I was having dinner with a few friends just the other night when suddenly the question came up: “What's it like working there?" One of my friends had recently taken on a new management role at a mid-sized technology company, and was excited to share her new found good fortune. She seemed genuinely happy and said that: “For the first time in years I feel reinvigorated and actually look forward to going to work!" Her answer surprised me, partly because she's always been known as a workhorse.
I'd never known her to be anything short of pumped for all things work-related, and at times I even wondered if she was a workaholic. After all this is a woman who would answer her mobile phone while at family and sporting events for work-related issues, never disconnected from her job. Maybe it's because work ethic is deeply ingrained in the American way of life. It's a core part of our culture. But she seemed energized while talking about the company culture at her new company.
Food for thought
Culture starts with leadership. Culture and values provide the foundation upon which everything else is built. Either way company culture determines whether or not people want to work for one company versus another, and is also what drives good employees away. The 2016 Deloitte Millennials Survey revealed that those staying at their companies for a minimum of five years are more likely to report a favorable culture than others.
Also included in the study is--if given a choice--one in four millennials would quit his or her current employer to join a new organization or to start something different. That figure climbs to 44 percent when the time frame is expanded to two years.
By the end of 2020, two of every three respondents hope to have moved on, leaving only 16 percent of millennials who still see themselves with their current employers after 10 years.
Company culture matters to millennials
Millennials, numbering over 66 million, make up 32 percent of the labor force (compared to 31.2 percent for Generation X workers, and 30.6 percent for Boomers). They now own the largest share of the U.S. labor market.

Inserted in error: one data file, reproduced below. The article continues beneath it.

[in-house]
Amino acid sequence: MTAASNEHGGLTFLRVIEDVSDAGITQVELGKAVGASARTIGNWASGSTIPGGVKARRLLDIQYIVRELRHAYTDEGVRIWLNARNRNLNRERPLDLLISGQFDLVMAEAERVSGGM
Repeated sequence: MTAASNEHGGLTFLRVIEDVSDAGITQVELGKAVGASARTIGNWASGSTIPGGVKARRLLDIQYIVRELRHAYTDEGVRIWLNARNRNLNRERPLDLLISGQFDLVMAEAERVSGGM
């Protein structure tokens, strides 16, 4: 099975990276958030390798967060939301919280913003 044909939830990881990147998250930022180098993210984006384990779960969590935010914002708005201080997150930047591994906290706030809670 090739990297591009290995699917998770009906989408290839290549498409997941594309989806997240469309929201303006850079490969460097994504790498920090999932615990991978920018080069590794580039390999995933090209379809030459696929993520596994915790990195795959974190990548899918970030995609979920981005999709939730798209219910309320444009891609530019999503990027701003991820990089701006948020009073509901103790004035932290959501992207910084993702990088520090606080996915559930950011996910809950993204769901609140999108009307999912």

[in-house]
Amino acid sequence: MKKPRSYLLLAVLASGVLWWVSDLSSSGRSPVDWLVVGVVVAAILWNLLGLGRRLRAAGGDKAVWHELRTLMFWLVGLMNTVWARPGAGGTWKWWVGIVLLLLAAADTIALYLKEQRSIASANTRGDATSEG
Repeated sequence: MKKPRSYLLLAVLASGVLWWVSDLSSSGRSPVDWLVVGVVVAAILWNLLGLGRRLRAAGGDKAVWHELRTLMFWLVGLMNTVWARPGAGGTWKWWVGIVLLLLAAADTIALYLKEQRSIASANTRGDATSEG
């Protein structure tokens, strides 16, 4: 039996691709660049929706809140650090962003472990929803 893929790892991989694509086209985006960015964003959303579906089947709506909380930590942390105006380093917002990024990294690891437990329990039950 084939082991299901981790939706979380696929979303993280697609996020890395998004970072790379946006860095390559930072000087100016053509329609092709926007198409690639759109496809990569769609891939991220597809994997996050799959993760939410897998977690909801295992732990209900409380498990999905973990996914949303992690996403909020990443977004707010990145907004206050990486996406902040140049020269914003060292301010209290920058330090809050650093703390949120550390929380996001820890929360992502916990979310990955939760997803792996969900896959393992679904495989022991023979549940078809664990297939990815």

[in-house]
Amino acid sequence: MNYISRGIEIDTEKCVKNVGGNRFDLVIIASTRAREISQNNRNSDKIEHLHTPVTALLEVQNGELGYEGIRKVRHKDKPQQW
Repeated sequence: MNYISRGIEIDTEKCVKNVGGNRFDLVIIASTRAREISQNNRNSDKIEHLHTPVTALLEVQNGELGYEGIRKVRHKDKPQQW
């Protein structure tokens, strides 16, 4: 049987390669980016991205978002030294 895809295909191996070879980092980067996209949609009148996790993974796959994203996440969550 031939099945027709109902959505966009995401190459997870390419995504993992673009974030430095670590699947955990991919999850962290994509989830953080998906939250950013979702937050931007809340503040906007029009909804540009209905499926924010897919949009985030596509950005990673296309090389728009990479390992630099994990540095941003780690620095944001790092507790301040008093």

The leaders of tomorrow have become the leaders of today.
They are highly educated, display greater diversity than older generations: 44.2 percent are classified as being in a minority group (belonging to a group other than non-Hispanic white).
Many millennials entered the workforce with high student loan debt, poor employment prospects (due to the Great Recession), and it becomes increasingly clear that a sizable portion of the Millennial generation started out with considerable disadvantages. It should come as no surprise that millennials have little choice but to wait longer before purchasing cars and getting approved for mortgages.
Because of this many millennials endure deferred dreams and perhaps expect to be treated well, not necessarily in a strictly monetary sense, but rather show appreciation in other ways:
-Start Loan Repayment Assistance Programs (LRAPs), for student loans.
-Offer parking subsidy cash-out benefits for employees who carpool or take public transportation to work.
-Offer housing assistance programs (commonly offered to top executives), which might work towards attracting and retaining good employees at all levels.
Implementing workplace policies that benefit workers and help to boost employee retention is good business sense because it can lead to significant cost savings to employers. Across jobs, the cost of replacing an employee is clustered between 10 percent and 30 percent of an employee's salary. One notable exception would be losing executives and physicians-jobs that require very specific skills and training-tend to have disproportionately high turnover costs as a percentage of salary (up to 213 percent).
The realization that much of the conventional wisdom about millennials is based on misconceptions can allow companies to tailor their human capital strategies to the new realities of the workforce.
A focus on experience
Nina McQueen, Vice President, Global Benefits: Redefining the Employee Experience, at LinkedIn, is convinced that LinkedIn has the recipe for company culture. She details her experience of how incredible the culture was, when she joined LinkedIn back in September 2013, and how relevant company culture is personally and for the company's bottom line in her article, titled: “Culture Champions, creating transformative experiences." McQueen writes that: “There is no secret recipe. Culture is about your leadership, the products you develop and your company values. It is unique to each company."
She goes on to say that if you're at a dinner party and the person seated next to you asks-what is it like to work at your company?-what you say in that moment defines the culture of your company. It's unscripted, not something written on a powerpoint, not a slogan on the wall. But it is what you are experiencing as an employee.